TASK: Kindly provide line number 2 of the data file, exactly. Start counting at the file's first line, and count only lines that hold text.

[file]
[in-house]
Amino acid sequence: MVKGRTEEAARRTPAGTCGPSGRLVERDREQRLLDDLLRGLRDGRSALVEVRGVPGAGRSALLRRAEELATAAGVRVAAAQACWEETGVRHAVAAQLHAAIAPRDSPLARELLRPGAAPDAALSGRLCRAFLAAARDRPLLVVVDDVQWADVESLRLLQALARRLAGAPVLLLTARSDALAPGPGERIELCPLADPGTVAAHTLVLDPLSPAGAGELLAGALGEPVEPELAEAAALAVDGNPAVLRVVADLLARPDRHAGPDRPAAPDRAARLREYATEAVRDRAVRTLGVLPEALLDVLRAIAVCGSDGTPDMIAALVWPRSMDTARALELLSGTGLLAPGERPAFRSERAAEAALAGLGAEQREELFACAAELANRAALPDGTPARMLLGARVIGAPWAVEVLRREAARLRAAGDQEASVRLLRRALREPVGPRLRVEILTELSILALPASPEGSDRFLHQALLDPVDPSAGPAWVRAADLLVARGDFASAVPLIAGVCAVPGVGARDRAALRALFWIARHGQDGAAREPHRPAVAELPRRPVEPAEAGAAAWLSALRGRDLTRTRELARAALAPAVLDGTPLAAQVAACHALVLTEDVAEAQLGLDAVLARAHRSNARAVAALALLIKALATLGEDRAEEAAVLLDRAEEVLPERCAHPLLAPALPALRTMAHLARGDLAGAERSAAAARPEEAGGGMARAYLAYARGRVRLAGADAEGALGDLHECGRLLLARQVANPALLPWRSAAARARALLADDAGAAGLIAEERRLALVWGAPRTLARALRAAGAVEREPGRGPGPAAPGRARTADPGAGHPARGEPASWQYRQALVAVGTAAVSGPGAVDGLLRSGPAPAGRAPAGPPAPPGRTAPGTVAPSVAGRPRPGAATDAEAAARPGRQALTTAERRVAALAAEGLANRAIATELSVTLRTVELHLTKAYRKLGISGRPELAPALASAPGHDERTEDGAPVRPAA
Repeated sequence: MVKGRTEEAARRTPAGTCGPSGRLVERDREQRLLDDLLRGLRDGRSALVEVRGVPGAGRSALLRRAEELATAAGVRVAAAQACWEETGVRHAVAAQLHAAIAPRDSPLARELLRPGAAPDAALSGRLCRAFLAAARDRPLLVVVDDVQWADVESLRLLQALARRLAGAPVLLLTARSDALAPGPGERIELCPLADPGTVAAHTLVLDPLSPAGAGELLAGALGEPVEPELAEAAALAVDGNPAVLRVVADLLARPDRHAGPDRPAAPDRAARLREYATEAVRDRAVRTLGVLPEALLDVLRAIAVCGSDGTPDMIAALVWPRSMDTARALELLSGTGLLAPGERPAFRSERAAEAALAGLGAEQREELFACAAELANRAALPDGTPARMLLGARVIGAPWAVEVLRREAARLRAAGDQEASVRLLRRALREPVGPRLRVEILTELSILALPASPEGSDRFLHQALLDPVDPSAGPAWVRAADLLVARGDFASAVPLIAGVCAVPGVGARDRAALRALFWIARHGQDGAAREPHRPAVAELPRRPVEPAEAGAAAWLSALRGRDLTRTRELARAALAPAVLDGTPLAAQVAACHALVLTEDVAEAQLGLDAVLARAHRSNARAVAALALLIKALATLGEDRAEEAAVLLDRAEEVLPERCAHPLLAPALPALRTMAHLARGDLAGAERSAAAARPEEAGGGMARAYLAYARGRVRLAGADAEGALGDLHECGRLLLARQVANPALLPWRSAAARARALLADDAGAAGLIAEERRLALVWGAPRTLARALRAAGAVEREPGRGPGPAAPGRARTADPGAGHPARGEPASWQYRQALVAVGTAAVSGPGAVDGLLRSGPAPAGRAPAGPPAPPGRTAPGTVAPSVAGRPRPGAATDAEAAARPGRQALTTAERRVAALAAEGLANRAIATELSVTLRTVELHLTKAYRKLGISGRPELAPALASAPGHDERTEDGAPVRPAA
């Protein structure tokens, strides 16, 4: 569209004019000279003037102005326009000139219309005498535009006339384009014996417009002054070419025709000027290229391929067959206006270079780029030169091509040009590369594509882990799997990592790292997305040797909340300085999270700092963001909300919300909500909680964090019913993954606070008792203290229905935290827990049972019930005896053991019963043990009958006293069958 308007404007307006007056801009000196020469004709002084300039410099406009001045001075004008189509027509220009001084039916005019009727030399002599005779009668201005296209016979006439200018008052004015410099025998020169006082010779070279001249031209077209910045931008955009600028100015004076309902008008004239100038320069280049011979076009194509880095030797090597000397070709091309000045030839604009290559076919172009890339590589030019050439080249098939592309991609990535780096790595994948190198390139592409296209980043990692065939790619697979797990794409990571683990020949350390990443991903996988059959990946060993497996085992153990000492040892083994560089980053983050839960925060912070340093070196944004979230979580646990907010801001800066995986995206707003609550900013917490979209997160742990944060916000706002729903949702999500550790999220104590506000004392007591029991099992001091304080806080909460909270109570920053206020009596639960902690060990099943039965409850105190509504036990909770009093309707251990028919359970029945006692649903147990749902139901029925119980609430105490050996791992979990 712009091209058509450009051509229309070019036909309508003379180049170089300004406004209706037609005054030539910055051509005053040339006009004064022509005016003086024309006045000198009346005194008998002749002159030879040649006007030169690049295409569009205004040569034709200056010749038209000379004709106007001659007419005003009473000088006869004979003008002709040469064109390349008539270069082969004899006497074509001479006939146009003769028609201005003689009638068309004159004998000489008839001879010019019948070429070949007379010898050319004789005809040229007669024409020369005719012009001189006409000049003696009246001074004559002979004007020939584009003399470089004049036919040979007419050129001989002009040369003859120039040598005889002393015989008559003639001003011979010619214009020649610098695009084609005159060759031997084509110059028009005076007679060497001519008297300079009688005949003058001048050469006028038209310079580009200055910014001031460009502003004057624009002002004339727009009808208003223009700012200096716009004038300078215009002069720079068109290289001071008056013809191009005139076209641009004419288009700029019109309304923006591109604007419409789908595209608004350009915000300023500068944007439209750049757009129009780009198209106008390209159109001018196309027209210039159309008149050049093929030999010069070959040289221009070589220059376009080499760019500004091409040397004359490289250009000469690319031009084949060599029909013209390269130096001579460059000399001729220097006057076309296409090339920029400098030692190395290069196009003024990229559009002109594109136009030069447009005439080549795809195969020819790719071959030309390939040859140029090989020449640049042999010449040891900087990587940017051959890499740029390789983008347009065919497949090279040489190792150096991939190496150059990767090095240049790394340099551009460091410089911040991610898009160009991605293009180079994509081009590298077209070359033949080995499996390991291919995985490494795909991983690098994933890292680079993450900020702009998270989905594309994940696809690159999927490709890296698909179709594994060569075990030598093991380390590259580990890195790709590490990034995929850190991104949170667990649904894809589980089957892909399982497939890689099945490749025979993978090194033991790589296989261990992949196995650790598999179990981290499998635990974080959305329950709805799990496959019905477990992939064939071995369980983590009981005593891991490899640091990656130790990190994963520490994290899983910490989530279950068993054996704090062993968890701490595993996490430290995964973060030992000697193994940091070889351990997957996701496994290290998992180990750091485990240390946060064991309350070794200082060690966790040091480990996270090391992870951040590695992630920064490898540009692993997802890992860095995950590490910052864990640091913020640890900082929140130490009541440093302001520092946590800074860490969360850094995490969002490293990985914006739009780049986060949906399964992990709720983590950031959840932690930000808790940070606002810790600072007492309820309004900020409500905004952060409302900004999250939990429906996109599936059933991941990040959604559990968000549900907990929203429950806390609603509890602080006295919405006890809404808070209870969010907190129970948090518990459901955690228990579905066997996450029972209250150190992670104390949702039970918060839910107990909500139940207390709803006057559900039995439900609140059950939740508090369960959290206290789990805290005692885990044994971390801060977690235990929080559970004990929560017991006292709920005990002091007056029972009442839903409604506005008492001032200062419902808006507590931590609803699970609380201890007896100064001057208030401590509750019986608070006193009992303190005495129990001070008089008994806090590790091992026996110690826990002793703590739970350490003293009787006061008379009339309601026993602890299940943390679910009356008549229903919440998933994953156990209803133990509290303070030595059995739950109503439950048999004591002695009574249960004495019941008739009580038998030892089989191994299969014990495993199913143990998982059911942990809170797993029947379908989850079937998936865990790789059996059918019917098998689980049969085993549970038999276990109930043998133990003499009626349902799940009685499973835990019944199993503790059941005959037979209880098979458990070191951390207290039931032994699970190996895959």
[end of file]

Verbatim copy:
Amino acid sequence: MVKGRTEEAARRTPAGTCGPSGRLVERDREQRLLDDLLRGLRDGRSALVEVRGVPGAGRSALLRRAEELATAAGVRVAAAQACWEETGVRHAVAAQLHAAIAPRDSPLARELLRPGAAPDAALSGRLCRAFLAAARDRPLLVVVDDVQWADVESLRLLQALARRLAGAPVLLLTARSDALAPGPGERIELCPLADPGTVAAHTLVLDPLSPAGAGELLAGALGEPVEPELAEAAALAVDGNPAVLRVVADLLARPDRHAGPDRPAAPDRAARLREYATEAVRDRAVRTLGVLPEALLDVLRAIAVCGSDGTPDMIAALVWPRSMDTARALELLSGTGLLAPGERPAFRSERAAEAALAGLGAEQREELFACAAELANRAALPDGTPARMLLGARVIGAPWAVEVLRREAARLRAAGDQEASVRLLRRALREPVGPRLRVEILTELSILALPASPEGSDRFLHQALLDPVDPSAGPAWVRAADLLVARGDFASAVPLIAGVCAVPGVGARDRAALRALFWIARHGQDGAAREPHRPAVAELPRRPVEPAEAGAAAWLSALRGRDLTRTRELARAALAPAVLDGTPLAAQVAACHALVLTEDVAEAQLGLDAVLARAHRSNARAVAALALLIKALATLGEDRAEEAAVLLDRAEEVLPERCAHPLLAPALPALRTMAHLARGDLAGAERSAAAARPEEAGGGMARAYLAYARGRVRLAGADAEGALGDLHECGRLLLARQVANPALLPWRSAAARARALLADDAGAAGLIAEERRLALVWGAPRTLARALRAAGAVEREPGRGPGPAAPGRARTADPGAGHPARGEPASWQYRQALVAVGTAAVSGPGAVDGLLRSGPAPAGRAPAGPPAPPGRTAPGTVAPSVAGRPRPGAATDAEAAARPGRQALTTAERRVAALAAEGLANRAIATELSVTLRTVELHLTKAYRKLGISGRPELAPALASAPGHDERTEDGAPVRPAA